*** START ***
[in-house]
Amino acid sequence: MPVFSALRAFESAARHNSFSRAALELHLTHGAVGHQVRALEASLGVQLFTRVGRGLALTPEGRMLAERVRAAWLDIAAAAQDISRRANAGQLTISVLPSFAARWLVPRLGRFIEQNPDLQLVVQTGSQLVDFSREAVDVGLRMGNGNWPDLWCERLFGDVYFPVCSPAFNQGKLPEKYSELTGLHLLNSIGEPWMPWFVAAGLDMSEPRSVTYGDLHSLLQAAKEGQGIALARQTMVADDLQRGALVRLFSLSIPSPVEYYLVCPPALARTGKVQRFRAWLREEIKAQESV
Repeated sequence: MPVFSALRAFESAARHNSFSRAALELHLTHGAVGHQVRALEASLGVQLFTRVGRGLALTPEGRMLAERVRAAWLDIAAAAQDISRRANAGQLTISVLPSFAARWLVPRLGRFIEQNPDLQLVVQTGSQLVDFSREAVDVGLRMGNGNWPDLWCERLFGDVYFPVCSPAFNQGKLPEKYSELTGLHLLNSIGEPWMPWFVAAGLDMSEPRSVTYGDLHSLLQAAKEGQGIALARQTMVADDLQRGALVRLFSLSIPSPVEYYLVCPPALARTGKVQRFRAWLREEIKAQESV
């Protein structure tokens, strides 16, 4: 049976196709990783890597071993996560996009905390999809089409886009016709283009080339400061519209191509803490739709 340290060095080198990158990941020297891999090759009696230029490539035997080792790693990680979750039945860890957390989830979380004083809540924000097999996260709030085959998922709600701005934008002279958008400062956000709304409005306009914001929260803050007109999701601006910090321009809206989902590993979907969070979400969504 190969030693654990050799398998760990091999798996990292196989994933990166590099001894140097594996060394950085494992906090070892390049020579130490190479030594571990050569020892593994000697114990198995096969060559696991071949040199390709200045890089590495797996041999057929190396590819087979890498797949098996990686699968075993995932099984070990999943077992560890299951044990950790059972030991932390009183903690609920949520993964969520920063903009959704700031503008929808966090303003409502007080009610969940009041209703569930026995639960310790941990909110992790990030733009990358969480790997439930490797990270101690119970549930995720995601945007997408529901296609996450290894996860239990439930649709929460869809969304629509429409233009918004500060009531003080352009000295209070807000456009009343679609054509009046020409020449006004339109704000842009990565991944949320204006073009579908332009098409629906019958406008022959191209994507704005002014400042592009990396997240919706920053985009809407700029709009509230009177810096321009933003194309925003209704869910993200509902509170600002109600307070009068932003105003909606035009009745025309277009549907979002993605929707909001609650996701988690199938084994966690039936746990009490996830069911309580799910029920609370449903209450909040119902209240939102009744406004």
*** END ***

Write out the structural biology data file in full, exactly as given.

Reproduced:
[in-house]
Amino acid sequence: MPVFSALRAFESAARHNSFSRAALELHLTHGAVGHQVRALEASLGVQLFTRVGRGLALTPEGRMLAERVRAAWLDIAAAAQDISRRANAGQLTISVLPSFAARWLVPRLGRFIEQNPDLQLVVQTGSQLVDFSREAVDVGLRMGNGNWPDLWCERLFGDVYFPVCSPAFNQGKLPEKYSELTGLHLLNSIGEPWMPWFVAAGLDMSEPRSVTYGDLHSLLQAAKEGQGIALARQTMVADDLQRGALVRLFSLSIPSPVEYYLVCPPALARTGKVQRFRAWLREEIKAQESV
Repeated sequence: MPVFSALRAFESAARHNSFSRAALELHLTHGAVGHQVRALEASLGVQLFTRVGRGLALTPEGRMLAERVRAAWLDIAAAAQDISRRANAGQLTISVLPSFAARWLVPRLGRFIEQNPDLQLVVQTGSQLVDFSREAVDVGLRMGNGNWPDLWCERLFGDVYFPVCSPAFNQGKLPEKYSELTGLHLLNSIGEPWMPWFVAAGLDMSEPRSVTYGDLHSLLQAAKEGQGIALARQTMVADDLQRGALVRLFSLSIPSPVEYYLVCPPALARTGKVQRFRAWLREEIKAQESV
């Protein structure tokens, strides 16, 4: 049976196709990783890597071993996560996009905390999809089409886009016709283009080339400061519209191509803490739709 340290060095080198990158990941020297891999090759009696230029490539035997080792790693990680979750039945860890957390989830979380004083809540924000097999996260709030085959998922709600701005934008002279958008400062956000709304409005306009914001929260803050007109999701601006910090321009809206989902590993979907969070979400969504 190969030693654990050799398998760990091999798996990292196989994933990166590099001894140097594996060394950085494992906090070892390049020579130490190479030594571990050569020892593994000697114990198995096969060559696991071949040199390709200045890089590495797996041999057929190396590819087979890498797949098996990686699968075993995932099984070990999943077992560890299951044990950790059972030991932390009183903690609920949520993964969520920063903009959704700031503008929808966090303003409502007080009610969940009041209703569930026995639960310790941990909110992790990030733009990358969480790997439930490797990270101690119970549930995720995601945007997408529901296609996450290894996860239990439930649709929460869809969304629509429409233009918004500060009531003080352009000295209070807000456009009343679609054509009046020409020449006004339109704000842009990565991944949320204006073009579908332009098409629906019958406008022959191209994507704005002014400042592009990396997240919706920053985009809407700029709009509230009177810096321009933003194309925003209704869910993200509902509170600002109600307070009068932003105003909606035009009745025309277009549907979002993605929707909001609650996701988690199938084994966690039936746990009490996830069911309580799910029920609370449903209450909040119902209240939102009744406004």